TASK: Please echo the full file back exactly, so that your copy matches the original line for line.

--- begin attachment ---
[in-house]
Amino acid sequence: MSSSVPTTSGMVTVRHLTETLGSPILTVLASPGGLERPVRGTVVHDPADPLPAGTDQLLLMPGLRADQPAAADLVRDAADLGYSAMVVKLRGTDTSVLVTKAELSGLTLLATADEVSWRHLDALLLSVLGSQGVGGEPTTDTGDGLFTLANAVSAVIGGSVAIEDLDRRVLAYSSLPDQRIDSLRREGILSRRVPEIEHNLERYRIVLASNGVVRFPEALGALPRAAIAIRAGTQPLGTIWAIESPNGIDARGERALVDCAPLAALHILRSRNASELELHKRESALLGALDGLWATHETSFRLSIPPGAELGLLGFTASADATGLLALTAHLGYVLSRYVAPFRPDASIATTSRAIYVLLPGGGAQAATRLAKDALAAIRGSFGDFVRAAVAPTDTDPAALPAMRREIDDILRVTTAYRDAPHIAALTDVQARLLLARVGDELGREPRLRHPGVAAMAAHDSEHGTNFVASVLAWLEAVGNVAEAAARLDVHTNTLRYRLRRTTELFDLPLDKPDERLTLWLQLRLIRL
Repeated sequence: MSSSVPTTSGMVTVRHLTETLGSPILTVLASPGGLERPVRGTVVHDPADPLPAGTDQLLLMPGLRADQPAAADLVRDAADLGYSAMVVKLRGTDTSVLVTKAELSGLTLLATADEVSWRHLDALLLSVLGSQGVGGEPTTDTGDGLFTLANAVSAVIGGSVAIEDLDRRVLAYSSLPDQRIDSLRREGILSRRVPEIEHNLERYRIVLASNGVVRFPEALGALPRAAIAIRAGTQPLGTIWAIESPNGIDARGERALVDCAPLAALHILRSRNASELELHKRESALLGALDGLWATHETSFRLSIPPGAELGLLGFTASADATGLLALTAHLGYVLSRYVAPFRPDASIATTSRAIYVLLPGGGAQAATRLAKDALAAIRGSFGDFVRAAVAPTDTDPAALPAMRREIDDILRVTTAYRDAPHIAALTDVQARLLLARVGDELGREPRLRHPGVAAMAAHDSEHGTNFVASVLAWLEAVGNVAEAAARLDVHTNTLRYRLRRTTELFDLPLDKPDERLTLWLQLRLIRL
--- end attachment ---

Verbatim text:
[in-house]
Amino acid sequence: MSSSVPTTSGMVTVRHLTETLGSPILTVLASPGGLERPVRGTVVHDPADPLPAGTDQLLLMPGLRADQPAAADLVRDAADLGYSAMVVKLRGTDTSVLVTKAELSGLTLLATADEVSWRHLDALLLSVLGSQGVGGEPTTDTGDGLFTLANAVSAVIGGSVAIEDLDRRVLAYSSLPDQRIDSLRREGILSRRVPEIEHNLERYRIVLASNGVVRFPEALGALPRAAIAIRAGTQPLGTIWAIESPNGIDARGERALVDCAPLAALHILRSRNASELELHKRESALLGALDGLWATHETSFRLSIPPGAELGLLGFTASADATGLLALTAHLGYVLSRYVAPFRPDASIATTSRAIYVLLPGGGAQAATRLAKDALAAIRGSFGDFVRAAVAPTDTDPAALPAMRREIDDILRVTTAYRDAPHIAALTDVQARLLLARVGDELGREPRLRHPGVAAMAAHDSEHGTNFVASVLAWLEAVGNVAEAAARLDVHTNTLRYRLRRTTELFDLPLDKPDERLTLWLQLRLIRL
Repeated sequence: MSSSVPTTSGMVTVRHLTETLGSPILTVLASPGGLERPVRGTVVHDPADPLPAGTDQLLLMPGLRADQPAAADLVRDAADLGYSAMVVKLRGTDTSVLVTKAELSGLTLLATADEVSWRHLDALLLSVLGSQGVGGEPTTDTGDGLFTLANAVSAVIGGSVAIEDLDRRVLAYSSLPDQRIDSLRREGILSRRVPEIEHNLERYRIVLASNGVVRFPEALGALPRAAIAIRAGTQPLGTIWAIESPNGIDARGERALVDCAPLAALHILRSRNASELELHKRESALLGALDGLWATHETSFRLSIPPGAELGLLGFTASADATGLLALTAHLGYVLSRYVAPFRPDASIATTSRAIYVLLPGGGAQAATRLAKDALAAIRGSFGDFVRAAVAPTDTDPAALPAMRREIDDILRVTTAYRDAPHIAALTDVQARLLLARVGDELGREPRLRHPGVAAMAAHDSEHGTNFVASVLAWLEAVGNVAEAAARLDVHTNTLRYRLRRTTELFDLPLDKPDERLTLWLQLRLIRL